On December 12, 1883, just 11 years to the day after her tenacity and organizational skills had brought forth the first structured medical care facility in this seaport town, Julia Johns died of consumption. She was buried at the Virginia Theological Seminary.
UNDAUNTED, her Board of Lady Managers in 1886 bought the Orphans' Asylum at Pitt and Wolfe streets as the infirmary's fourth location. It was coupled with the adjoining Widow's Home and Female School in 1891 to create a 40-bed infirmary.
Three years later in 1894, the initial school of nursing opened under the guidance of Mrs. Marjorie Adamson, a physician and nurse, who is believed to have been trained by Florence Nightengale, according to hospital history. Composed of nine students, between the ages of 20 and 35, each received a monthly stipend of $7 during their two year course of study.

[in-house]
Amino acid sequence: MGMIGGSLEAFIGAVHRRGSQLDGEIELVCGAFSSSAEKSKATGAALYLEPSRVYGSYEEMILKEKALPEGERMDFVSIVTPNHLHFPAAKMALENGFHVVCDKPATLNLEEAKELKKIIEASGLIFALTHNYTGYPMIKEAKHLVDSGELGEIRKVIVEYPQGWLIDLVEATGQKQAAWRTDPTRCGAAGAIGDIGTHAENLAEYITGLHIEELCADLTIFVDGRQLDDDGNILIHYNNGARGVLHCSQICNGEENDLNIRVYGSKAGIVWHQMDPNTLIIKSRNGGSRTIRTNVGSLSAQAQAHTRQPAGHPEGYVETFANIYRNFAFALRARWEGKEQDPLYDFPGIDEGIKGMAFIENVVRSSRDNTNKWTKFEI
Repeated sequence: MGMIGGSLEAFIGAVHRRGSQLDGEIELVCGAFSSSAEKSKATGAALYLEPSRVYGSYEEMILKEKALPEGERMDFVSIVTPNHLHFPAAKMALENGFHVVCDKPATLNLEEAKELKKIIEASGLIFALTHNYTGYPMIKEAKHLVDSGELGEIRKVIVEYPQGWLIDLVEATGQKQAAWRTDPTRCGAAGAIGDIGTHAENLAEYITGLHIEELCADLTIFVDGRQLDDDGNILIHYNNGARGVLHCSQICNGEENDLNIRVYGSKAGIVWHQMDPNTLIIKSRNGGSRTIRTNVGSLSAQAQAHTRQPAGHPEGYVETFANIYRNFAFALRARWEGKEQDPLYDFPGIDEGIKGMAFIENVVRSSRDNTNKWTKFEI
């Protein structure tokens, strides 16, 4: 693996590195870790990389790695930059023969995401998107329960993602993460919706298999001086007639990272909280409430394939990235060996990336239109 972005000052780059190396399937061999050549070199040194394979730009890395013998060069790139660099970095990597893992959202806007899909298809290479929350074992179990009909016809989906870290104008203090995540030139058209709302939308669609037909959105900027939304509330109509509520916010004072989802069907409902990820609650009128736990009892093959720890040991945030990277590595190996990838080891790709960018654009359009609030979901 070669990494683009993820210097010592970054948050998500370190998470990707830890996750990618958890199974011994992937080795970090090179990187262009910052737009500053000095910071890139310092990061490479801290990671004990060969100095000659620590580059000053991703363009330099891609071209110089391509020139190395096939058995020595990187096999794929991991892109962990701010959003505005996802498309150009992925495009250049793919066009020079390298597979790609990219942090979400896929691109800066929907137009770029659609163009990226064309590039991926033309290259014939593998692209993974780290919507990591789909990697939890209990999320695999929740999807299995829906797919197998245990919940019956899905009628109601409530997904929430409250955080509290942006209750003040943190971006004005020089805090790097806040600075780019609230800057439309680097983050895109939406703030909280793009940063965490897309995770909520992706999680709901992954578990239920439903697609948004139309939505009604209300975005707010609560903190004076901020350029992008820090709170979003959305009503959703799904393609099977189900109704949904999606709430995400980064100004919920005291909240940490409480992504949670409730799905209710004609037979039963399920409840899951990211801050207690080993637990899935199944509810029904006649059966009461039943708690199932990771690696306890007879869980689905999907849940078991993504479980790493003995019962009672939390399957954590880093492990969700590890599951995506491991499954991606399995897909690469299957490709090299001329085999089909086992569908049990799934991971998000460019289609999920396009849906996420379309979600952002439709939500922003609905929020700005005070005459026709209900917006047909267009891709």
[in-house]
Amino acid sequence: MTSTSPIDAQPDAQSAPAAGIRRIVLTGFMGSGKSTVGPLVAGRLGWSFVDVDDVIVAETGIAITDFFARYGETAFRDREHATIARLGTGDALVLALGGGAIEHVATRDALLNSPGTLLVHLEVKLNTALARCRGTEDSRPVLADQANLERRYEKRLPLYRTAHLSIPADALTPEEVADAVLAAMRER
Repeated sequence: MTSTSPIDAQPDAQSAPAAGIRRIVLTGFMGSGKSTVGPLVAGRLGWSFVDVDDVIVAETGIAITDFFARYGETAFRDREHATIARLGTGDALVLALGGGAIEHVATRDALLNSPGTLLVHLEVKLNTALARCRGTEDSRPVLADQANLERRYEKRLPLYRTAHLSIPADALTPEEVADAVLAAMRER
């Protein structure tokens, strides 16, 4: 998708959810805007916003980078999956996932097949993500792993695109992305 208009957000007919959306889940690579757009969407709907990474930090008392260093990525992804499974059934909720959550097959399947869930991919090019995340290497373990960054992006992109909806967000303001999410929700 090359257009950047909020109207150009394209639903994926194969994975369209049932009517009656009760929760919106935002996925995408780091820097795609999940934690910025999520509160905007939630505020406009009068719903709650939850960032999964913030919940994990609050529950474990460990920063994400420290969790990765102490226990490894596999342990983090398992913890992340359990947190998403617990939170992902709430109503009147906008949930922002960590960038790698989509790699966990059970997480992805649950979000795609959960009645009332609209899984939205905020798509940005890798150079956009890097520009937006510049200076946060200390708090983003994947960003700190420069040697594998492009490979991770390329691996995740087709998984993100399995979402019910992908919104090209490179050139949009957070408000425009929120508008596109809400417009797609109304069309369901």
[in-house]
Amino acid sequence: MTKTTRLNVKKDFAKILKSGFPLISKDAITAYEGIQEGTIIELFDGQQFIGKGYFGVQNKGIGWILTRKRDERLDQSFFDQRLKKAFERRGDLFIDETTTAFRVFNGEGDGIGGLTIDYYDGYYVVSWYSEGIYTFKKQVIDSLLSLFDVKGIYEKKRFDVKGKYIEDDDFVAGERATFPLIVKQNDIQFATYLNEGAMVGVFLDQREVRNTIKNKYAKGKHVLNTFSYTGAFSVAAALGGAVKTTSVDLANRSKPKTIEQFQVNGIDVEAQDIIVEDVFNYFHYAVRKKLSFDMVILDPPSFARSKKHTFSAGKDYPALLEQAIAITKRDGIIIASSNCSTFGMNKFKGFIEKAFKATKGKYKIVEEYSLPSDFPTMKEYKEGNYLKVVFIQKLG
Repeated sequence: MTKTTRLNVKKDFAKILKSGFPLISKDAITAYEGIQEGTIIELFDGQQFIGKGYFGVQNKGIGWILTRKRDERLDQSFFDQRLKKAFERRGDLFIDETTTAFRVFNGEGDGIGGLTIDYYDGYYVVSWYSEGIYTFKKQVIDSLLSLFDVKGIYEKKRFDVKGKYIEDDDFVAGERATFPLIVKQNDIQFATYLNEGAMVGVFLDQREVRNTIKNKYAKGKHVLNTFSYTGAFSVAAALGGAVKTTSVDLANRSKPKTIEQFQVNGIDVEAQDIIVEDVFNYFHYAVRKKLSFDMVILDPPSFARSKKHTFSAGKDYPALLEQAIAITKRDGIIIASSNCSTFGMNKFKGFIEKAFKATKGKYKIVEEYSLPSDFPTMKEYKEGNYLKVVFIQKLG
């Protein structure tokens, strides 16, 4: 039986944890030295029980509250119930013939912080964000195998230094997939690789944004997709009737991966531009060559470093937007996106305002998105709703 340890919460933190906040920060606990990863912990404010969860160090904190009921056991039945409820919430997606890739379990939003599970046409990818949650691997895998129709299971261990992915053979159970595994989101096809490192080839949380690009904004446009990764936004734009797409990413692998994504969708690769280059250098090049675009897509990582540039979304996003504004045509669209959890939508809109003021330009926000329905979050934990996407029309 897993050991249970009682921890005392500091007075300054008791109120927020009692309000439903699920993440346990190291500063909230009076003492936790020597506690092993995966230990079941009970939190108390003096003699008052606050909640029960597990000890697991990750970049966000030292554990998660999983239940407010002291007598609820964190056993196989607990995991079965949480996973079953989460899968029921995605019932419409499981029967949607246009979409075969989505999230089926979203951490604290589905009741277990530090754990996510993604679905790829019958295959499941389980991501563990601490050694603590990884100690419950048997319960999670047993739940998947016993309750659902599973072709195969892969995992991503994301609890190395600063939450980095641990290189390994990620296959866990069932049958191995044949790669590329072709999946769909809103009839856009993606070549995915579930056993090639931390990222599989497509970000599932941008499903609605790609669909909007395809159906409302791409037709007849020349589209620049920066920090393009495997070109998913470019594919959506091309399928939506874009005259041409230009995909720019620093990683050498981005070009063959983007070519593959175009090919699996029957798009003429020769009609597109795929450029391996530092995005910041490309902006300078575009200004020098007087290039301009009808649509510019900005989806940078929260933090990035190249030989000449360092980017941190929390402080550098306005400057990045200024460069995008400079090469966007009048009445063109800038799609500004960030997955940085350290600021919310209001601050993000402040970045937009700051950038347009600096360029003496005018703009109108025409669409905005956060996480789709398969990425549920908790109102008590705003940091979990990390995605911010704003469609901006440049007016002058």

In 1933, at the height of the Great Depression, the hospital's nursing school closed due to financial problems. It reopened in 1940 in response to the impending World War II and remained viable until 1987 when it again went out of existence.
A graduate of that School of Nursing in 1978 and still on the staff of Inova Alexandria Hospital today is Rebecca A. Jackson, RN. "I started as a volunteer candy striper in 1972 because my mother didn't want me hanging out at the pool all day," Jackson explained.
"I hadn't intended to become a nurse but one day they were really shorthanded on special care nurses, so they asked me to help with the charts. Then other nurses began asking me to do other things. I got hooked because I really admired what I saw nurses accomplishing," Jackson said.
"I was only 14 when a patient died and they had me deliver the body to the morgue. When I told my mother that night she was not amused but it didn't bother me. I was willing to help in any way possible," Jackson said. "I went directly to the Intensive Care Unit right out of nursing school."